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Shelton Mason County Journal
Shelton, Washington
Mason County Journal
News of Mason County, WA
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August 26, 1971     Shelton Mason County Journal
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August 26, 1971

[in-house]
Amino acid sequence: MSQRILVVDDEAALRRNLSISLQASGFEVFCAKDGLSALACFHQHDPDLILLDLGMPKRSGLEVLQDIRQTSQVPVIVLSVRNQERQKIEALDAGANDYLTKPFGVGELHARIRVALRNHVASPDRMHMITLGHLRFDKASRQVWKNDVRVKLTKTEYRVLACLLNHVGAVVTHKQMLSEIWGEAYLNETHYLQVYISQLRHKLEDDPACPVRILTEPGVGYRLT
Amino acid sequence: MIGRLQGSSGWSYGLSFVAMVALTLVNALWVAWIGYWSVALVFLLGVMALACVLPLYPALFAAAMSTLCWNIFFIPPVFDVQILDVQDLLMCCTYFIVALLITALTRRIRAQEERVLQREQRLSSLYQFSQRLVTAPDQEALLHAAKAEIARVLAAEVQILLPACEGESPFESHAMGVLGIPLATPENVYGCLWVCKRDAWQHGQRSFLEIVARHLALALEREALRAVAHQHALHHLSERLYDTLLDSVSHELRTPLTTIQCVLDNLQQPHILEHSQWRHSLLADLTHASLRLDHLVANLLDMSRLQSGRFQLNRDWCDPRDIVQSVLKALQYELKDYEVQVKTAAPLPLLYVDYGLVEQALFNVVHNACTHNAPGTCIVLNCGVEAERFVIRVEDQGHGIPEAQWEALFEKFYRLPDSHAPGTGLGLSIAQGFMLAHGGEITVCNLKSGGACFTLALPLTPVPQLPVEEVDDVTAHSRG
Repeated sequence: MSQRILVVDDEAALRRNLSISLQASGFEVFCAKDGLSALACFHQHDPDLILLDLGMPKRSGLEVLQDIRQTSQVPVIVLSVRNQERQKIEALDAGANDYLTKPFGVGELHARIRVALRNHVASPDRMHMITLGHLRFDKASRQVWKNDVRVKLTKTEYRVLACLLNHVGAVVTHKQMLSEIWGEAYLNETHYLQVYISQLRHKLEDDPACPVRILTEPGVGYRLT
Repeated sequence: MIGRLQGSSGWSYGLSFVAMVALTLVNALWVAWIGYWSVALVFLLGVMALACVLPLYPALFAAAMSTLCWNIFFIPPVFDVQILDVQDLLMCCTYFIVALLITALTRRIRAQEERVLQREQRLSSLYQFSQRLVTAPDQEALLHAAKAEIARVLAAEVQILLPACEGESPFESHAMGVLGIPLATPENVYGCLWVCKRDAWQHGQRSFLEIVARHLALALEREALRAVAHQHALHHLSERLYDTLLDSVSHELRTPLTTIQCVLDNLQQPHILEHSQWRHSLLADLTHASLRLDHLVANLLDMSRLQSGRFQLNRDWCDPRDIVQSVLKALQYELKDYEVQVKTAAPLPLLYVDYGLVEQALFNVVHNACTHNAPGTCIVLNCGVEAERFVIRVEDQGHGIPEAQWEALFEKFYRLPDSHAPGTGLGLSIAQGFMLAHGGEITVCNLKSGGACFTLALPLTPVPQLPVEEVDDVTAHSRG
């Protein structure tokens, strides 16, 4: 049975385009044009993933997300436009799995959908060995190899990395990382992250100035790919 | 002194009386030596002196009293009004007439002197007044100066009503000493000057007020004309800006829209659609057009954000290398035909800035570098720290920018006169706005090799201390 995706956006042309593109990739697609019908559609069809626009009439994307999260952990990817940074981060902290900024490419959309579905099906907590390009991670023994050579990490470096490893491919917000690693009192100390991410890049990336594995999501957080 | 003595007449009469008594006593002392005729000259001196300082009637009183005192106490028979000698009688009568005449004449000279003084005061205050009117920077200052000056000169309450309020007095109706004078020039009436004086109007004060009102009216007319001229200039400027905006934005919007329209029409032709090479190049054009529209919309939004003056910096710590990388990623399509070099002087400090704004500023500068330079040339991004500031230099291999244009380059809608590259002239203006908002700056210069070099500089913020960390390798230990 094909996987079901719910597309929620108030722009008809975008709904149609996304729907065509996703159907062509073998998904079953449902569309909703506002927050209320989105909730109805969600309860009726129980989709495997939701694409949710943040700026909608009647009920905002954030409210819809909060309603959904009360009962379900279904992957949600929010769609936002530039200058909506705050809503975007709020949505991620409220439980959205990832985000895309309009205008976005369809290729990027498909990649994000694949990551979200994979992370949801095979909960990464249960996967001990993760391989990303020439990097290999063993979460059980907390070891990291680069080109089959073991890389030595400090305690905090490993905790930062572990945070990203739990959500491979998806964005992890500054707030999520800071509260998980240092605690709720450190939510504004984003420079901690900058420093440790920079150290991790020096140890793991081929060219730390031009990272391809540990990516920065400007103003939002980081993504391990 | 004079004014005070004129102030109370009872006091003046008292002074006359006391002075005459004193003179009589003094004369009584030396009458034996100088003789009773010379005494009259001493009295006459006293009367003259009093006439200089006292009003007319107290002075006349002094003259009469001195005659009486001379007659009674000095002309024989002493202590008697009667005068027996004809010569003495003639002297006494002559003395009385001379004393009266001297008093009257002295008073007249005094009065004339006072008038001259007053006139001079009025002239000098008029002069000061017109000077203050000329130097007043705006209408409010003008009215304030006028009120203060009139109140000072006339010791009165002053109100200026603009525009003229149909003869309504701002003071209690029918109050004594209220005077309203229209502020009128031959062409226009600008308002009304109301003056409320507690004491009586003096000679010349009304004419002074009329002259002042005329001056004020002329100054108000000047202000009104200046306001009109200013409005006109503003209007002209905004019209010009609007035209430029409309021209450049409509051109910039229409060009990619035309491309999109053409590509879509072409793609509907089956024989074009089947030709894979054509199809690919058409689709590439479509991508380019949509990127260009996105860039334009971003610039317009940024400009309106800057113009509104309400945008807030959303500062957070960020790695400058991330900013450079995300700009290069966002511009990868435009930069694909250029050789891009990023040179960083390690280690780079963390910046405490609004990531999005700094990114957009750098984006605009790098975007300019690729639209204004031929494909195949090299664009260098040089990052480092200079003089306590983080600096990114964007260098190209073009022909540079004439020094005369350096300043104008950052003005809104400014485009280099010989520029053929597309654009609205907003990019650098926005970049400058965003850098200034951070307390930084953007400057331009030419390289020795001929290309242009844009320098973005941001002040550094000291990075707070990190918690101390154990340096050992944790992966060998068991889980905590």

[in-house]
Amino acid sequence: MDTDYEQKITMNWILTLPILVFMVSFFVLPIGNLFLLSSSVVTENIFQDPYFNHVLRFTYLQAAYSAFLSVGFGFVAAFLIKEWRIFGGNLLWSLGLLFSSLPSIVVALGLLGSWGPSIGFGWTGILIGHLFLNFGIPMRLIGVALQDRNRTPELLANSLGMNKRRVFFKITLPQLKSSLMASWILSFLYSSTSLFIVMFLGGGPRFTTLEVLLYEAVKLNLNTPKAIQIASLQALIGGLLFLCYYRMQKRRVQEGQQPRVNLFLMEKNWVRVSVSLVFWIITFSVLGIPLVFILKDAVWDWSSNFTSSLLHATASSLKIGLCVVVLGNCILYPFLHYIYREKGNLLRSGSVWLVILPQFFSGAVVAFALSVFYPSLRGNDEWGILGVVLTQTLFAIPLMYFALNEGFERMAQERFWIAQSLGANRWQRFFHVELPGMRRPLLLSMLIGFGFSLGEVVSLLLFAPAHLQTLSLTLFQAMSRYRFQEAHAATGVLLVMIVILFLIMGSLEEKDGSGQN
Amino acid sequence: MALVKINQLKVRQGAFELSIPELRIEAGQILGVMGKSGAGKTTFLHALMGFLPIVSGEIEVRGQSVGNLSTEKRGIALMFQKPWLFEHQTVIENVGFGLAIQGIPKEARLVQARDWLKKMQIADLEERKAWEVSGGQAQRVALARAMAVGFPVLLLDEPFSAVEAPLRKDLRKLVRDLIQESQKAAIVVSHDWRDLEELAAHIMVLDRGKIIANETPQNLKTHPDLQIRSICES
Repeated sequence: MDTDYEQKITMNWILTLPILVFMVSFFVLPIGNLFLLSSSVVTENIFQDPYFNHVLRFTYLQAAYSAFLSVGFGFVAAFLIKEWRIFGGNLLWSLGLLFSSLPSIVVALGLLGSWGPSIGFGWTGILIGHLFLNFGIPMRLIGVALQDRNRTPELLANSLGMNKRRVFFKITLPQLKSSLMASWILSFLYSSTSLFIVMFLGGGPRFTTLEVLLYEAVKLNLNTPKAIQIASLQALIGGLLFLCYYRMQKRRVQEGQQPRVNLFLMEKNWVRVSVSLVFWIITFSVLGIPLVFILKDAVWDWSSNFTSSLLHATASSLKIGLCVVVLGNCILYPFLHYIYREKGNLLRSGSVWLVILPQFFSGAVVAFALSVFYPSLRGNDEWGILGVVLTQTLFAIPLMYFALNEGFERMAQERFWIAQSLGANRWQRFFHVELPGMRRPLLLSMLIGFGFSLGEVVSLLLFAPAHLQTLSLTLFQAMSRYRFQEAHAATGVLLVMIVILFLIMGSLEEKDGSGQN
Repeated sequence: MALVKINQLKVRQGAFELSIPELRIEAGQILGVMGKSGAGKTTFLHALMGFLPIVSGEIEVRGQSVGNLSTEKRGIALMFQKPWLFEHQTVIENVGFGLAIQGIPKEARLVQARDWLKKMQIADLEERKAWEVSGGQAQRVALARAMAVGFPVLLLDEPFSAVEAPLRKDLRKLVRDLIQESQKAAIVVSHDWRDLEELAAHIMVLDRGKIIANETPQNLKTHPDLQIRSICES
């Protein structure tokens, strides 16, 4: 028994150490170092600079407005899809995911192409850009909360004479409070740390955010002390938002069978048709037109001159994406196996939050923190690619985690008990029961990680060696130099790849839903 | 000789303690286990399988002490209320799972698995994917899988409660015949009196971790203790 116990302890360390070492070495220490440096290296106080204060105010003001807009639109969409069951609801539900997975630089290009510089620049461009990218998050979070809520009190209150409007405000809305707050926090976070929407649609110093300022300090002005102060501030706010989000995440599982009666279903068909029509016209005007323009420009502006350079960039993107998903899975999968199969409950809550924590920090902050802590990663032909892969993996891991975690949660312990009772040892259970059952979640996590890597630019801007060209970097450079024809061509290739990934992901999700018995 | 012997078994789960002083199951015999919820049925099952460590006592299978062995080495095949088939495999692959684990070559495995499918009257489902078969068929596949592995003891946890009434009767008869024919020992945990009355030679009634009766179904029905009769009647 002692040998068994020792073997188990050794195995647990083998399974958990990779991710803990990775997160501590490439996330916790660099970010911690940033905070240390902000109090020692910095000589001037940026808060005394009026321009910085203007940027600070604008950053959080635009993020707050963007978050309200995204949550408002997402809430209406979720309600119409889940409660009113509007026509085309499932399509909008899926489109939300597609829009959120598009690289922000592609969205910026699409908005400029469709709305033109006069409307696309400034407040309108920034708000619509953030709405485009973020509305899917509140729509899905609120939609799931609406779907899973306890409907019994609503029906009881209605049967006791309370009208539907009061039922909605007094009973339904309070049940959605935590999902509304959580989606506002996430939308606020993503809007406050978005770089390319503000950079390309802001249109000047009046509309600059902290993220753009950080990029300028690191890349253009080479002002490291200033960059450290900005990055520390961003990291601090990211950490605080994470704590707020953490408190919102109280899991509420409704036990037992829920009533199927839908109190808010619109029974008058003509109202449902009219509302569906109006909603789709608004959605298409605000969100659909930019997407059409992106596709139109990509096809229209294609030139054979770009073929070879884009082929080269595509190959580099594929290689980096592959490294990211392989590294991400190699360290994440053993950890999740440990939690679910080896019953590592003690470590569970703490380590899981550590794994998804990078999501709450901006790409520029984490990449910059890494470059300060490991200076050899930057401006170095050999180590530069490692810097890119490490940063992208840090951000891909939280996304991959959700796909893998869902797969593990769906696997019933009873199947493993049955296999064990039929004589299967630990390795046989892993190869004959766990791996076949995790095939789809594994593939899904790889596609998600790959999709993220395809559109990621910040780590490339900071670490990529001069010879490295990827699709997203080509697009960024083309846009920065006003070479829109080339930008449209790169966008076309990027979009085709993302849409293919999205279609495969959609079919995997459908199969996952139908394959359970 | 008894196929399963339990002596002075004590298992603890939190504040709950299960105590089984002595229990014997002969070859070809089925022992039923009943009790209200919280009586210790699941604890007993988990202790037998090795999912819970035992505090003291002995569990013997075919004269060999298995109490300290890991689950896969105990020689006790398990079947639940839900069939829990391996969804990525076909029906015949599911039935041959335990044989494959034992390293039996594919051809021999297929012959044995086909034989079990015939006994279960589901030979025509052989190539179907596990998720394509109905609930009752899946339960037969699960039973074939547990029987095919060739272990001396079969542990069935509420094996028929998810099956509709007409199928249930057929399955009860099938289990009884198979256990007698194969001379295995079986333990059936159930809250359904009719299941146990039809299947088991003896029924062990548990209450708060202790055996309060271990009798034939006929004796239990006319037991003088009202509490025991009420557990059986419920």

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OO In eves il A native of Washington, Mrs. Violet Getty was born in Sumas. When she was two years old her parents purchased, in co-ownership with her uncle, a farm in the San Juan Islands near Richardson. There they raised sheep and horses, and there, when Violet Getty was five years old, her mother was killed when a horse ran away with the buggy in which she was riding. Mrs. Getty's three-year-old sister and her 11-year old brother were taken into the home of Mrs. Rachel Knott, who had been a close friend of the children's nlother. "They had been friends in the East,'" Violet Getty explains, "and they came West together." l, or two years Violet remained with her father, after which she, too, joined Miss K nott's household, where she lived trom 1918 until 1932. Rachel Knott, who was a registered nurse, owned a farm called Sunnybeach, which was located ten miles east of Olympia. Also in residence was Dr. Mary M. Huxley, a physician. Two convalescent patients were cared for on the premises. Upon Violet's marriage to John D. (;city, she came to Shelton and raised her three sons, John David Jr., Calvin Ray and Patrick Henry who now reside, respectively, in Banning, Cal., Vancouver, Wa., and Seattle. There are six grandsons and three grand-daughters. "When nay boy~ were young," Mrs. Getty recalls, "'I was active in both Cub Scouts and Boy Scouts My family was my lite/' Mrs;. (;etly was wid(~wed in 1966. Her lile is now filled with other people's children. She works as a full-time baby-sitter for employcd parents. "1 love little ones," she declares. For three years she cared for the children of Mary Ann Myers, Dr. Wayne Carte's nurse, and Lodge President To Visit Rebekah Mrs. Mildred Peterson of Sequirn, President of the Rebekah Assembly of Washington, will pay her official visit to Ruby Rebekah Lodge No. 75 on Friday. Officers are requested to wear formals tor this nreeting. Serving wilt be Mrs. Teckla Anderson and Mrs. Amelia Clapper. "WHEN I'M NOT BABY-SITTING I'm crocheting", says Mrs. Violet Getty. when I)r. Schumacher's family Apple Sauce Cake w:ls !, ~ung,she was iheir 2 C. applesauce baby-sJ~ tcr. 2 C. white sugar "'When i'm not '.,aby-sitting, C. shortening I'm cr:~cl|eting," Varlet Getty 3 tsp. cinammon states. tsp. allspice She is n~ lm~kinL Jn ,lghan : tsp. cloves in the original afghan stitch. C. raisins Strips of variegated green will be C. currants set together with strips of dark C. walnuts green, and the fini:,hed afghan will 1 tsp. soda in C. be edged in popcorn stitch, hot water 3 C. flour ('rochet-covered coat-hangers 1 tsp. baking powder are sort of a specialty. She has 1 tsp. salt made between 50 and 60 of them, most of which were given am igifts~ "'When I had my family to cook tor," Violet (Jolty says, "1 did lots of baking bread, cinammon rolls, cakes and cookies. They preferred plain, simple American cooking, and always complained when I served anything very fancy." One of her favorite recipes is for a basic applesauce cake that can also be used for fruit cake She bakes the fruit cakes in small loaves to be frozen. "They make good gifts," she states. (Curg ,o ,, I@si nd : Inuts fruits to make fruit cake.) *,' Cream sugar and shortening; add applesauce, then soda and mix well. Add dry ingredients and fruits. Bake at 375 degrees for 30 to 40 minutes. Open House Will Honor aid Parks MR. AND MRS. MERLIN O. RICKARDS of Shelton announce the engagement of their daughter. Rosalie Dianne, to Donald Depoe, the son of Mr and Mrs. Theodore R. Depoe, Shelton. No wedding date has been set. ! , ll You Should Know CUNTWILLO'uR { The reason men insure is I not because they are afraid to I ':~ die, but because they know their families must live. O t 1717 Olympic Highway North i ~ NORTHWESTERN NATIONAL ! v, '=- hdh| LIFE INSURANCE COMPANY t t Ph 426-8139 =u=m, ........................... ,o,, I Y~llllb qll~ O qIBD qlBb 41mlll~ qllBm, 9111~ O ,I~D, ,MIBID ~ 4mini 91H~ 4~lp ,l~b ~ ~lf A reception will be held for Gerald Parks, son of Mr. and Mrs. Bartlett Parks, this Saturday afternoon between the hours of 2 p.m. and 5 p.m. at the home of Mr. and Mrs. Kenneth Martig, 409 Oak Street on Capitol Hill. Parks is now residing in Trieste, Italy where he moved in April of 1970 as a Pioneer for the Baha'i Faith. He is presently teaching English at the University of Trieste at the Interpreters School. The school is one of 11 throughout Europe and the United States which form an International League of Interpreters and Translators. Gerald Parks was elected as a delegate to the National Baha'i Convention in Italy this year and has served on the Italian Baha'i Summer School Committee. He has been visiting his parents in Shelton during the past month and will leave on August 31 to return to Italy by way of Wilmette, Illinois where he will visit the world famous Baha'i House of Worship at the National Baha'i Center. Friends, relatives and old acquaintances are invited to the Open House to meet with Parks and to bid him farewell. Page 6 - Shelton-Mason County Journal - Thursday, August 26, 1971 erves nnlversary One charter member and seven past presidents attended the 25th anniversary meeting and noon potluck luncheon of the Union Civic Club held in the Union Fire Hall Aug. 6. Guests were Orabelle Avey of Potlatch, Lila Scheel of Olympia, Tillie Sherman of Bremerton, Ella May Clark of Nashville, Tenn. and Jean Moore, Marjorie Bittle Stairs, Elaine Cook and Helen Timm of Union. The program for the day was a partial history presented by Wanda Wyatt Nilson, the only charter member still residing in Union, who said: "The first meeting of the group that was to become the Union Ladies Civic Club (now Union Civic Club) was held at the home of Mrs. Pauline Winne 25 years ago today, on August 6, 1946. "There was a need for organized help at the local school and in our community. In order to get the club started, Mrs. Winne sent invitations to the women who were associated with the Sunday School in Union, for she knew they were interested in young people. "This was the first of many potluck luncheons. Charter members were: Edith Lamon, Iness Irvine, Wanda Wyatt, Velma Bittle and Pauline Winne. "The object was to provide a social outlet for members; to promote children's activities; and to further community welfare. Membership was open at that time only to residents of the Union School District No. 10. "First elected officers were: President, Pauline Winne; Vice President, Velma Bittle; Secretary, Iness Irvine; Treasurer, Edith Lamon; Assistant Secretary & Treasurer, Wanda Wyatt. "Standing committees of publicity chairman, historian and flower fund were established. "Enrolled at the second meeting were new members Eleanor Buechel, Mrs. Snyder, Mrs. Nosworthy, Bessie Mawson and Diane Walker. "Meetings were planned for once a month with meeting place planned by the hostess; the first several meetings were in homes, on second Thursdays of the month, at noon. Dues were $1.00 a year. "A resident of the school district could visit (at that time) only twice a year; this rule was made in hopes that the guest would join and become an active member. "The first community project was a Halloween party at the school on Saturday, October 26, 1946. The first big money making project was the bazaar at the Masonic Hall on December 12th. The receipts before expenses were paid, were $346.39. This first event was not only a bazaar but a carnival and a vaudeville show. The newspaper clippings reveal that participants were: the Monroes, McGhees, Vernon Morris family, Dick Allen, Mary Lou Jamison, and Johnny Moffett. "At the end of the first year there were twenty members. There was community singing for the entertainment at the 1947 Bazaar at Alderbrook Inn. "A highlight for several years, and quite a social event was the yearly dinner dance at the Chicken Dinner Inn. "The group worked on many floats for the Forest Festival in Shelton, and won many prizes. Rummage sales were started, one was in 1952. There was work with the TB Association. In 1953 the members worked with the fire department. "A joint production by the Improvement Club and the Union Civic Club was a never to be forgotten event, the home talent show: "HOWLS AND HISSES OF !954", with Bernie Dorsey as the Director. To the capacity crowd for two nights this was great entertainment. The "Appaloosa Wranglers", "Liberace and His Brother", and the skit, "Life Can be Revoltin", were a few of the presentations with Karl O'Berry the man behind the colored lights and Otto Wojahn at the audio controls. "The years were full: the nautical theme festival float of 1958, and its first prize, the skatin~ narties for the youngsters. Square dances entered the scene with Otto Wojahn calling. 1964 saw another talent show. Then came game nights. Pollution became of interest in 1967. "There was a series of speakers. A style show at Bishopbrook made social headlines in 1967, held in cooperation with Mode O'Day in Shelton and the various MR. AND MRS. IVAN FAHRNKOPF will be honored on their Golden Wedding anniversary at a family reunion to be hosted by their daughter and son-in-law, Mr. and Mrs. Eldon Johnston, in their home on Saturday. The Fahrnkopfs were married Aug. 28, 1921 in Minot, N.D. They came to Washington in 1928 and have lived in Shelton since 1941. Ivan Fahrnkopf is retired from ITT Rayonier. Attending the reunion will be the couple's six children, 21 grandchildren and nine great-grandchildren. you save ) It all begins on Friday at 5 P.M. The low weekend Long Distance Rate on all ca Is out-of-state And it lasts until 5 P.M. on Sunday. Just clial the call yourself anytime during that period. And you'll save. Complete Long Distance dialing information is in the Call Guide section in the front of your phone book. Pacific Northwest Bell owners of historical gowns. "Our Union Civic Club sponsored school parties, girl scouts, 4-H clubs. The list is endless, one of the last big events being the retirement party of Lucile and Otto Wojahn, accomplished with the cooperation of the Fire Department and the Improvement Club. It was a gala affair and a great tribute to two people who have worked so hard for this community. "All organizations must have a rudder, someone to guide, push, cajol, or do whatever else is needed to get and to keep people active. "In this club, the person at the helm is the president, These have been: Pauline Winne, Wanda Wyatt, Virginia Grout, Ingrid Brunstrom, Maria James, Myrne Lazzar, Lila Scheel, Alice Adams, Mrs. Thoran Ryan, Lucile Wojahn, Lucite Blake, Helen Timm, Kaye Sterling, Eleanor Buechel, Dorothy Mercier, Betty Shero, Gladys Sherman, Shirley Cowan, Betty Dean, Vera Bishop, Helen Pearce, and Alice Snuffin, our president for 1971. "There must always be a moment of sadness and may we give just a moment of our time in thought to our members who are no longer with us. Among them are Pauline Winne, our first president, Vivien Jones, Georgia Bacon, Mary Pfundt, Ingrid Brunstrom, Sophia Nelson, Oletha Stark, Helen Andersen, Grace Lyons, Estelle Vlhaites. Laura Gait, and Dianne Walker. "Notes of regret were received from charter members not able to attend. In conclusion, I could not give a better summary than the words of our charter member, A NOVEMBER WEDDING is planned fo daughter of Mr. and Mrs. Alfred Cowan Gary Ehler, son of Mr. and Mrs. Emmett The bride-to-be is a Shelton High attended Olympic College. She is em in Bremerton. Her fiance attended Green ...... rvinq in the U. S. Navy and is TODAY Jan Danford, Society Editor Iness Irvine, who wrote as Id Ag PI follovcs; 'Dear Wanda, I received GO en ersan the invitation today for the 25th year celebration of "our" club and became very nostalgic about all of the wonderful women who were in the club during the years I was associated with it. To be honest, the time rolled away and clearly I could see all of you once again. '"The club had a small beginning, but grew at all times. The Canal needed just such a grou0 and still does. ' "It breaks my heart to say I cannot be there at this time, because I have looked towards this 25th year anniversary for some time. However, I will be The Golden Age Club will residence. meet at 6 p.m. today in the' persons Memorial Hall for a potluck Olympia, supper to be followed by a Shelton. business meeting and an evening Games of music, card games and potluck, dancing, p r o v i d e d The annual club picnic was Panoramacity' " held last Thursday from noon to 4 p.m. at the Herb Brumbaugh VFW Women Will Elect with all of you in spirit andN offi thought that day, even thougtl I ..... ,~W cers An election of officers will be held by the Mason County Ladies Auxiliary to the Veterans of Foreign Wars in the Memorial Hall at 8 p.m. on September 3. Vacancies exist because of illness and a resignation. A rummage sale will be held by the group next Thursday in the PUD auditorium. Members. will meet at 9:30 a.m. on Tuesday in the home of Mrs. Darrell Sparks to prepare items for the sale. Luncheon will be potluck. Mothers To Meet Guild To St. will holdits 1971-1972 8 in the chur Thos.e bring a noon lunC provided. -, at 1 p.m. held on the each month. = S Memb of Moose dance on 2 a.m., at will be se Kenny of the Lodge TuesdaY. " will be at work. ,',"May all who gather at this 25th year anniversary have the wonderful fellowship we who started the club knew with one another. ' "My best to all the members, as ever, Iness Irvine.'" Jordan Clappers Feted By Lodges At Farewell Party Navy Mothers Club will meet at 7:30 p.m. next Thursday in the home of Mrs. Don Aitken at 642 Arcadia. Mr. and Mrs. Jordan Clapper were honored at a farewell party on August 18 in the Odd Fellow Hall where members of the IOOF Lodge No. 62 and Ruby Rebekah Lodge No. 75 hosted a card shower. On September 1 Mr. and Mrs. Clapper will leave for Iowa, where they will make their home. Cosmetics for YOU PREVENT CROWS' FEET Q. How can I preven* crows' feet" from developing? A. "Crows' feet" develop more readily when the skin is dry. To ~revent the skin around the eyes from drying, apply a light-textured emollient eye cream every night. Squinting also encourages the development of lines around the eyes. For this reason, sunglasses should always be worn in bright sunlight. When sunbathing, cover your eyes with special eyepads. These Pads can also be used to ease tired eyes after driving, reading or sewing. CHOOSING A PERFUME Q. I would like to buy a )erfume for my wife. How do I go about choosing the right one for her? A. Perfumes, like people, have 'personalities." Some are stimulating, some soothing, some innocent, some gay and so on. The personality of the perfume should match the personality of the user. if your wife Is the "motherly" type, for example, she might like a sophisticated or a tender perfume.., but she would probably not care for a sportive or a vivacious fragrance. Perfumes are also "seasonal". In the winter, a heavy oil-based fragrance will give more satisfaction than a light fragrance. "1 Non 's. armacy Emergency Ph. 426-2165 Fifth & Franklin St.--426-3327 Open Daily 9:30 to 7:30 k 2aturdays -" 9:30 to 6:00 CutS. i -And after the student is made beaut look to her own "Laurels". You've we still have our $30.00 Conditionin~ for $20.00. Extra ONE ,GROUP OF Great Cover-ups" Regularly $29.50 NOW (Wig price good until ~1 Refreshments Will be set' ever da choOl ~ta y y until s Vacationers and newcomers v 6 .fine operators to serve; telh's Be=lull 1428 OLYMPIC HWY' sOl Phone 426 6659 Satur " Open Men. thru